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Mechanics of Currency Swaps

Presented ByHarsh Gupta - 308 Ashwin Mehta - 313 Pratik Mehta - 314 Divpreet Singh - 320

What are they?


A swap that involves the exchange of principal and interest in one currency for the same in another currency is known as a currency swap. It is considered to be a foreign exchange transaction.

These currency swaps may so happen as one party is able to borrow at cheaper rate than the other party 4 different variants of currency swaps are there1. 2. 3. 4. Fixed for Floating currency swap Fixed for Fixed currency swap Floating for Floating currency swap Amortising currency swap

Taking a simple example to explain the concept Firm A Firm B Can borrow Euro @8% fixed or Can borrow Euro @9.2% fixed Cab borrow US$@ floating rate Can borrow US$ @ 1 year of 1 year LIBOR LIBOR Now if Firm B needs fixed rate Euro , it will approach swap dealer provided Firm A needs floating rate US$. The Swap deal would be conducted in different stages STAGE 1 Firm A borrows Euro @8 % interest rate and Firm B borrows US dollar at LIBOR.

STAGE 2 The 2 firms exchange the borrowed currencies with the help of Swap Dealer After the exchange ,Firm A posseses US$ and Firm B Euro STAGE 3 In this stage the interest payments will flow Firm A will pay LIBOR on US dollar that will reach the US dollar market through, first the swap dealer and then through Firm B. Similarly, Firm B will pay fixed rate interest that will flow to the Euro market through the swap dealer and through Firm A. Firm B will pay fixed rate of interest to the swap dealer that will be more than 8% but less than 9.2%, it is 8.6%. The swap dealer will take his own commission say 0.2% and shall pay to the Firm A 8.4% in this case

STAGE 4 The 2 principals are again exchanged between the 2 counter parties. Firm A gets back Euro and repays the lender . Firm B gets back US$ and repays it to the lender.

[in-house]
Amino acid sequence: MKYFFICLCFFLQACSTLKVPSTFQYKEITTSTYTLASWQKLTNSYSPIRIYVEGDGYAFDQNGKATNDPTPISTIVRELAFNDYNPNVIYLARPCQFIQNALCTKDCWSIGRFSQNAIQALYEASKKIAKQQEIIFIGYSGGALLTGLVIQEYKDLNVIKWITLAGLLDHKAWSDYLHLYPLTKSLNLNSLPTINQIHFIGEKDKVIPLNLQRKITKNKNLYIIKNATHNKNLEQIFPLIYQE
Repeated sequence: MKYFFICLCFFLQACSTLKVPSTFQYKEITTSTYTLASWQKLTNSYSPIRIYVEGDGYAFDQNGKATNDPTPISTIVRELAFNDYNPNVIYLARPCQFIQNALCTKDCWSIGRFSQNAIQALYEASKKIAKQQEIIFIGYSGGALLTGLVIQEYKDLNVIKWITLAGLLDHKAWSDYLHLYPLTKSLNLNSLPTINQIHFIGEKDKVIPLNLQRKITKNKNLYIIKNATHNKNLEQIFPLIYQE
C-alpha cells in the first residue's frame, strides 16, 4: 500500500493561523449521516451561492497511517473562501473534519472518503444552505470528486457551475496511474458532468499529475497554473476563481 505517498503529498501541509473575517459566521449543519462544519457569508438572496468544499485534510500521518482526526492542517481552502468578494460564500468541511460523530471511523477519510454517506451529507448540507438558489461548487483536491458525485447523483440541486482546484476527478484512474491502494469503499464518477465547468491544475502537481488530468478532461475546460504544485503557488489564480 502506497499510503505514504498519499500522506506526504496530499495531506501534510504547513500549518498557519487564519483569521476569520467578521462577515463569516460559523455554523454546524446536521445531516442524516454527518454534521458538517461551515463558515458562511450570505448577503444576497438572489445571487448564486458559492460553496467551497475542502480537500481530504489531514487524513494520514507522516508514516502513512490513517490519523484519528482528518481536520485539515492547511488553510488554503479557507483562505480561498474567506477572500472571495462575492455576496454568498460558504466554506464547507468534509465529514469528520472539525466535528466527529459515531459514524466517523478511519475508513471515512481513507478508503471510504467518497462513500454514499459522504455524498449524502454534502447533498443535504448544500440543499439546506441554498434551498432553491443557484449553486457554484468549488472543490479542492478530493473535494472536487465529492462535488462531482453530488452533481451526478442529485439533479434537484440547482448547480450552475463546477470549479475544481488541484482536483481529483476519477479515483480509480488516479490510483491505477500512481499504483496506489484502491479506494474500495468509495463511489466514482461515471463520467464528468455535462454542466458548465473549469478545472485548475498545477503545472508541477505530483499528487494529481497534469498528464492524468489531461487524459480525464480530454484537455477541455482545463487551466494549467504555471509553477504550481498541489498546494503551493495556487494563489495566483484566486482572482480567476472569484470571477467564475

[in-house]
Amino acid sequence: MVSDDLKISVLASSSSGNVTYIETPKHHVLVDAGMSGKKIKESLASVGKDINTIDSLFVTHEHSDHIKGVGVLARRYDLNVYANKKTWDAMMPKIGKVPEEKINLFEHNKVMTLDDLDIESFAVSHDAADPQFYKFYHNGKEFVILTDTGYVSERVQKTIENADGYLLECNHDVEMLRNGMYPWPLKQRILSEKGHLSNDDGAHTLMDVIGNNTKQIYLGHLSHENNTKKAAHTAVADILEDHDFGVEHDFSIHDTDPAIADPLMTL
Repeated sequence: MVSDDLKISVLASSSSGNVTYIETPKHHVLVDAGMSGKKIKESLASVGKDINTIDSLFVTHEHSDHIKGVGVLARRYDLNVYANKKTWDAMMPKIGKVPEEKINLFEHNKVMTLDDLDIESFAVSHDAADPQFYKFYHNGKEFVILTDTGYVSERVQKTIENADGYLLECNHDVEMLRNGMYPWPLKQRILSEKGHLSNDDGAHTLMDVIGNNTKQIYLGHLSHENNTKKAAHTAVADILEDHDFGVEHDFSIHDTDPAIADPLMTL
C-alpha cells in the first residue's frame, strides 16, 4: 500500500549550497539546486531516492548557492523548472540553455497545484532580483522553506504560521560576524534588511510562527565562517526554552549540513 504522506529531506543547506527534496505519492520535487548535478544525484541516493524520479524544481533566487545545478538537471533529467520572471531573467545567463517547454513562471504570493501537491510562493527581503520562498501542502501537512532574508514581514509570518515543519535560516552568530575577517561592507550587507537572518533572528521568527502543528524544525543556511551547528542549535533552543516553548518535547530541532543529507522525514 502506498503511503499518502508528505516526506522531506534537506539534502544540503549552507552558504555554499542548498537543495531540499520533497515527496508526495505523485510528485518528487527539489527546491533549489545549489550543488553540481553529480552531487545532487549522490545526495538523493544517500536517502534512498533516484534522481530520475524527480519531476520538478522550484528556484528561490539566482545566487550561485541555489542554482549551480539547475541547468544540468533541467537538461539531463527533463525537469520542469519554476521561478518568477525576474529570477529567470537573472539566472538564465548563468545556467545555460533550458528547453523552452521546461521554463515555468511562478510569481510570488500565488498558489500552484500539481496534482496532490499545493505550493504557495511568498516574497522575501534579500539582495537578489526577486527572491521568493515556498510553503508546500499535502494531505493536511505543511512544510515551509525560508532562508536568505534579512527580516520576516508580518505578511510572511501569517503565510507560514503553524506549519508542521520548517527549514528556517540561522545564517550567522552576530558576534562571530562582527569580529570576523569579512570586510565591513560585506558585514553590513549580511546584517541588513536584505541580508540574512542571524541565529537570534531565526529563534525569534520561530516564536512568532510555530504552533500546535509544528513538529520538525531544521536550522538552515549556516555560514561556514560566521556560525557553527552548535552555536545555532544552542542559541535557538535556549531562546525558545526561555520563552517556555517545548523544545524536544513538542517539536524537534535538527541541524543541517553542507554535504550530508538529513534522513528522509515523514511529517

Euro Debt Market Dollar Debt Market Principal Euro Firm A Swap Dealer

Principal

Euro Firm B Dollar Stage 1 and 2

Dollar

Euro Debt Market Dollar Debt Market 8% Euro 8.4% Firm A LIBOR$ Stage 3 Swap Dealer

LIBOR

Euro 8.6% Firm B

LIBOR$

Euro Debt Market Dollar Debt Market Principal Euro Firm A Dollar Stage 4 Swap Dealer Euro

Principal

Firm B

Dollar

Benefits of the Currency Swap


Taking the previous example , Firm A gets currency of its own choice and Firm B gets the currency of its own choice. Secondly , Cost of borrowing gets reduced, which brings in gains to Firm A as well as to Firm B E.g for Firm A cost of US$ debt in absense of swap LIBOR cost of US$ debt in after swap Interest paid interest received =8.0% + LIBOR 8.4% =LIBOR 0.4 % Similarly for Firm B gain accrued is 9.2% 8.6% = 0.60 %

Thirdly, currency swap can be used as a tool for hedging foreign exchange exposure. Reduction in the foreign risk enables a firm to operate on a larger scale. The firm reaps in turn the economies of scale. Moreover, if the firm is able to hedge its foreign exchange risk through currency swaps , it can enter new markets and can reap further benefits.

types of Currency Swaps

TYPES OF CURRENCY SWAPS

Fixed for Fixed Currency Swap

Floating for Floating Currency Swap

Fixed for Floating Currency Swap

Amortizing Currency Swap

Definition : Fixed for Fixed Currency Swap

An arrangement between two parties (known as counterparties) in which both parties pay a fixed interest rate that they could not otherwise obtain outside of a swap arrangement.

Example :
BORROW FROM GERMAN MARKET BORROW FROM DOLLAR MARKET

GERMAN FIRM

8.50 %

10.50 %

AMERICAN FIRM

9.25 %

10.75 %

STEP 1: BORROW
EURO :- GERMAN MARKET DOLLAR :- DOLLAR MARKET

BORROWS @ 8.50%

BORROWS @ 10.75%

GERMAN FIRM

AMERICAN FIRM

STEP 2: EXCHANGE
EURO :- GERMAN MARKET DOLLAR :- DOLLAR MARKET

EURO GERMAN FIRM DOLLAR SWAP DEALER

EURO AMERICAN FIRM DOLLAR

STEP 3: INTEREST RATE


EURO :- GERMAN MARKET DOLLAR :- DOLLAR MARKET

MORE 0.25%

PAYS BACK @ 10.75%

GERMAN FIRM

SWAP DEALER

AMERICAN FIRM

DOLLAR LOAN @ 10.50%

DOLLAR LOAN @ 10.50%

STEP 3: INTEREST RATE


EURO :- GERMAN MARKET DOLLAR :- DOLLAR MARKET

PAYS BACK @ 8.50%

EURO LOAN @ 8.75% GERMAN FIRM